Ear Tubes

What are ear tubes?

Ear tubes, also known as myringotomy tubes, are small tubes that are surgically placed into your child's eardrum by an ear, nose and throat surgeon. The tubes are usually made of plastic or metal. The tubes are placed to help drain fluid out of the middle ear, the space between the ear drum and the inner ear, in order to reduce the frequency and severity of ear infections.

During an ear infection, fluid gathers in the middle ear, which can cause discomfort and affect your child's hearing. Sometimes, even after the infection is gone, some fluid may remain in the ear. The tubes help drain this fluid, and prevent it from building up.

Normally, the middle ears are ventilated by the Eustachian tubes, the canals that link the middle ear with the back of the nose. These Eustachian tubes help drain fluid and allow air into the middle ear space, equalizing the pressure inside the ear, but when they become swollen, the excess middle ear fluid cannot drain out. Ear tubes come in a variety of sizes, shapes and materials, but they're all designed to allow an alternative way to ventilate the middle ear.

About one million children each year have tubes placed in their ears. The most common ages are from 1 to 3 years old, but many older children also undergo the surgery.

Why are ear tubes recommended?

The insertion of ear tubes may be recommended by your child's physician and/or an ear, nose, and throat physician if your child has:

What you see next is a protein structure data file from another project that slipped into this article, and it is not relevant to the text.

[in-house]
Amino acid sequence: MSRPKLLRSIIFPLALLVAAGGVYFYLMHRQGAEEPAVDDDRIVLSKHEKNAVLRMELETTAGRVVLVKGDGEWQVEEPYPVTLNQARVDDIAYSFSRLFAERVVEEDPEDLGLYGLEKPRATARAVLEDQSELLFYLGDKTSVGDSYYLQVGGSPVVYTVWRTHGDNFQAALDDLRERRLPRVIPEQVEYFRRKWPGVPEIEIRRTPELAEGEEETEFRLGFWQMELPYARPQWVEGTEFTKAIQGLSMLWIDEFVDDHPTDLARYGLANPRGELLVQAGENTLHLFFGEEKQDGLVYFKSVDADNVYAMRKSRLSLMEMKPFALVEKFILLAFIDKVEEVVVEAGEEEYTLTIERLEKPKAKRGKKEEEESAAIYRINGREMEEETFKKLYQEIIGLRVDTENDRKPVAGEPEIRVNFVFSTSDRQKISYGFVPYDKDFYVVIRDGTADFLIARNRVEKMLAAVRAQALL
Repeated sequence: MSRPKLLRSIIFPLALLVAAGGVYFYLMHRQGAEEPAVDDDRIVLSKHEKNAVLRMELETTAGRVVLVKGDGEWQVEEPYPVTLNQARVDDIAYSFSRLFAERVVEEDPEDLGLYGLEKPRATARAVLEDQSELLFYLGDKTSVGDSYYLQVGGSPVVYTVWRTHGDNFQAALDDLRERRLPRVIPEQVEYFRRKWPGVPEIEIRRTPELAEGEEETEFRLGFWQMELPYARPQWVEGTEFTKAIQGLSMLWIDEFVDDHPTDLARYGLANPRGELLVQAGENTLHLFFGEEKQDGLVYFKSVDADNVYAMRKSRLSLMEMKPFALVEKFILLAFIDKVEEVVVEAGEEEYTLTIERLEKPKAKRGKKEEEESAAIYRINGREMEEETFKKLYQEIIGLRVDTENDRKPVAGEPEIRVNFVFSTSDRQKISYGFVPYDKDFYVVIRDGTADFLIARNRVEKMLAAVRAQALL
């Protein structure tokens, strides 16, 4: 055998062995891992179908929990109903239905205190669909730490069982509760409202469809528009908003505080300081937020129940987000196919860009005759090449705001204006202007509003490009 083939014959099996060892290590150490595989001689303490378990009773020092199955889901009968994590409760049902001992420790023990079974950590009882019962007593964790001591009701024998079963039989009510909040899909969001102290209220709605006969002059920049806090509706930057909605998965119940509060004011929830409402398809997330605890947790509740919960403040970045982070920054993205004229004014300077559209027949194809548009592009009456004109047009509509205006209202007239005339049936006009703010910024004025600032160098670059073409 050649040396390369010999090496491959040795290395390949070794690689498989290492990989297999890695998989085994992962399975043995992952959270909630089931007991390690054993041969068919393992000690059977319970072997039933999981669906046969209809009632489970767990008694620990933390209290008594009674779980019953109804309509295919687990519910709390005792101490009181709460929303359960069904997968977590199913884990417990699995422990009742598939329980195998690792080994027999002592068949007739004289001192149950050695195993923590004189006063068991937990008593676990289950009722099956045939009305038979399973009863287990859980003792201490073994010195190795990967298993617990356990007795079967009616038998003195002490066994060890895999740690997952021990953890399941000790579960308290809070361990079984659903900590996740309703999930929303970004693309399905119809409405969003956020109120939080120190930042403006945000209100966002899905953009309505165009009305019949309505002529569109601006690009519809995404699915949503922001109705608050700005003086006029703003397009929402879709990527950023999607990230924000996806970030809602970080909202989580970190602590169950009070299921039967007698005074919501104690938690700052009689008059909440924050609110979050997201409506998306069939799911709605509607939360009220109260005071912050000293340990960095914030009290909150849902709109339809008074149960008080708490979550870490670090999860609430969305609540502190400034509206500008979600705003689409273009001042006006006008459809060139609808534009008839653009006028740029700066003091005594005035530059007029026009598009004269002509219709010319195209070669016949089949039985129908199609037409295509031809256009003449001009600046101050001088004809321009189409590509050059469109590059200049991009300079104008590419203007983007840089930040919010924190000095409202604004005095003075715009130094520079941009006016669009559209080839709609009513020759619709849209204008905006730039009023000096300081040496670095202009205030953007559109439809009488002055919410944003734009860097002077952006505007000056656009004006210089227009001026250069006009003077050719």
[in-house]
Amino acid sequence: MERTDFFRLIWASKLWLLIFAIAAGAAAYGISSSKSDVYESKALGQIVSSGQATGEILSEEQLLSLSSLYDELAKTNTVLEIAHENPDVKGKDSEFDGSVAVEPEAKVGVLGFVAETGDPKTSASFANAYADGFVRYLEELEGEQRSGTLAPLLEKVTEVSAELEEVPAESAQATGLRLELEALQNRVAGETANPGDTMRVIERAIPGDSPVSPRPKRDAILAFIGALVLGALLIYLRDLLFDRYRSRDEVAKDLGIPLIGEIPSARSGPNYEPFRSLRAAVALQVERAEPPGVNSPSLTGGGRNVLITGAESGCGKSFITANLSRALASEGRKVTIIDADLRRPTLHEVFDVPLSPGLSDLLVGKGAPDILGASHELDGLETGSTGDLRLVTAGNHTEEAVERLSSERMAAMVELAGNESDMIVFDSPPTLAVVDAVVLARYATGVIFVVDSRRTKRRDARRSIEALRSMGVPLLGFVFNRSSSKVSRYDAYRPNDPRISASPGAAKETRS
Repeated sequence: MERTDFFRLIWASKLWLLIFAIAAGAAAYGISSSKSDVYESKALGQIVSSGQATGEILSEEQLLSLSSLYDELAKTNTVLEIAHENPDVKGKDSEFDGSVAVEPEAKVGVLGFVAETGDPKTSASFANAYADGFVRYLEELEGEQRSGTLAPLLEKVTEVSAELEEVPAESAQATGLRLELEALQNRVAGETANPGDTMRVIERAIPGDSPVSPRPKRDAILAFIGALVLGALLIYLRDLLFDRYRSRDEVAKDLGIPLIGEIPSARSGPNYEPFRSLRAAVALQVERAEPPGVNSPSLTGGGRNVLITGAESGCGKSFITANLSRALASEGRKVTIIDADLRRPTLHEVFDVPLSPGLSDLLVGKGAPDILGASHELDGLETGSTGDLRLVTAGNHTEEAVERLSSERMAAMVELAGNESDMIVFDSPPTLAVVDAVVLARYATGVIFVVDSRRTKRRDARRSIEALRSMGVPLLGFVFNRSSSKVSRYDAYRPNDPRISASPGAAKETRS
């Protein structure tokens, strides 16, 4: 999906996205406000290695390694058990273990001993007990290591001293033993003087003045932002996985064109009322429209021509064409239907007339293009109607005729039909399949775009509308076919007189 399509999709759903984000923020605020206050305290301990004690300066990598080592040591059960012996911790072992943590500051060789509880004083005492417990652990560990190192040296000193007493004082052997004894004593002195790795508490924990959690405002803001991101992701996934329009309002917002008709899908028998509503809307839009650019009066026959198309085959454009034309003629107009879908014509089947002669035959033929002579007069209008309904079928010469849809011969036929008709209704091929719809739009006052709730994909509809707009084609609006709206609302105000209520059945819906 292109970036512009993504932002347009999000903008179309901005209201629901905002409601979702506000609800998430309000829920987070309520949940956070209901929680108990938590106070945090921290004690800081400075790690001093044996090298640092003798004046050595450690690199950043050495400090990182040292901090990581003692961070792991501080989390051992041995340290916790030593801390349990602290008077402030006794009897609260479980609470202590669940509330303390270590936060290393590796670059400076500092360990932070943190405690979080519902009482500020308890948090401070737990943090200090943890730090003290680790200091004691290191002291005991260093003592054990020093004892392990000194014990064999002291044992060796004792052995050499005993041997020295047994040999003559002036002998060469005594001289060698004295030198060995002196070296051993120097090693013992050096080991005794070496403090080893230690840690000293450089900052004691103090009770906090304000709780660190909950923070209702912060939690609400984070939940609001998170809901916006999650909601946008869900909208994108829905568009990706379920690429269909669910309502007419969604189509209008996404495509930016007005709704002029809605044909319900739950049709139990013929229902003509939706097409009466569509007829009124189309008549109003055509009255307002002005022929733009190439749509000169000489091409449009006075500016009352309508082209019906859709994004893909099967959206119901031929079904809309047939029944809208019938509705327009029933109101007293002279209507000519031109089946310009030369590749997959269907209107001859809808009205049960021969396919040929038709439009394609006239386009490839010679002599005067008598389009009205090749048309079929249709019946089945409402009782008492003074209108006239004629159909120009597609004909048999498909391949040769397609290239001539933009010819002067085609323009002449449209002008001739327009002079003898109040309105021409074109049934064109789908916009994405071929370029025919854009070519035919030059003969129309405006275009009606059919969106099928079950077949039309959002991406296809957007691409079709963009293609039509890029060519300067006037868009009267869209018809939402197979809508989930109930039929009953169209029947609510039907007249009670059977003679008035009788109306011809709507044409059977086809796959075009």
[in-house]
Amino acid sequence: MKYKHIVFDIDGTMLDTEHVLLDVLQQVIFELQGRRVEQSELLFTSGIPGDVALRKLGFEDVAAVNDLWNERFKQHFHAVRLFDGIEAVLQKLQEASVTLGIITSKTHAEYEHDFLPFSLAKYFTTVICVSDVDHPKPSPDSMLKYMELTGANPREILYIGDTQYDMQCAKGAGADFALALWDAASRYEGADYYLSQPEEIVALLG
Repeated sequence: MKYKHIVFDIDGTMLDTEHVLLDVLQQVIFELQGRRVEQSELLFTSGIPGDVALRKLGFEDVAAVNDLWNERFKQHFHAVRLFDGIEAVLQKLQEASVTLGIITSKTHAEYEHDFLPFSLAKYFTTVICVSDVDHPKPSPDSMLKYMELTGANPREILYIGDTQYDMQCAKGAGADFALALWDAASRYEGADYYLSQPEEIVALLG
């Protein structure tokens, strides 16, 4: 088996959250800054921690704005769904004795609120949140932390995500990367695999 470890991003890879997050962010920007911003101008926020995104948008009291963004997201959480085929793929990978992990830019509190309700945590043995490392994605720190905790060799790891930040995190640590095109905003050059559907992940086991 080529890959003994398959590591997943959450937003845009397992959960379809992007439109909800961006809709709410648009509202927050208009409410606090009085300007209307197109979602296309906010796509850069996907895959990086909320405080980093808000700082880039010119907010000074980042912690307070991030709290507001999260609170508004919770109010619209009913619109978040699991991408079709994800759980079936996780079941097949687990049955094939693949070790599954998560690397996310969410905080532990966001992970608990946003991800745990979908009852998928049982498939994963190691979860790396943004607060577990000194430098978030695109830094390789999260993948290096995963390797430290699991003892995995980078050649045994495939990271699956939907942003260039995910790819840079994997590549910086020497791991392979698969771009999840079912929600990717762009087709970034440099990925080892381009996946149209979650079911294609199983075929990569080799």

• frequent middle ear infections
  • fluid in the middle ears for more than three or four months
  • fluid in the middle ears contributing to hearing loss or speech delay
  • chronic middle ear infections that do not improve with antibiotics

Once placed, ear tubes are usually successful in significantly reducing ear infections. Most children will get one or two infections a year, and the infected pus typically drains on its own, through the opening created by the tubes.

What to expect from ear tube placement

Myringotomy is the surgical procedure that is performed to insert ear tubes. Ear tube placement is usually an outpatient procedure. This means that your child will have surgery, and then go home that same day. The procedure usually takes about 15 minutes and is done under general anesthesia.

Myringotomy involves making a small opening in the eardrum to drain fluid and relieve pressure from the middle ear. A small tube is then placed in the opening of the eardrum to ventilate the middle ear and to prevent fluid from accumulating. The tubes usually fall out on their own after 9 to 12 months.

Fortunately, ear tubes require relatively little follow-up. After the surgery, children return to their surgeon's office a month after the procedure, then every six months after that until the ear tubes fall out. By that point, many children outgrow their ear problems and don't require additional sets of tubes.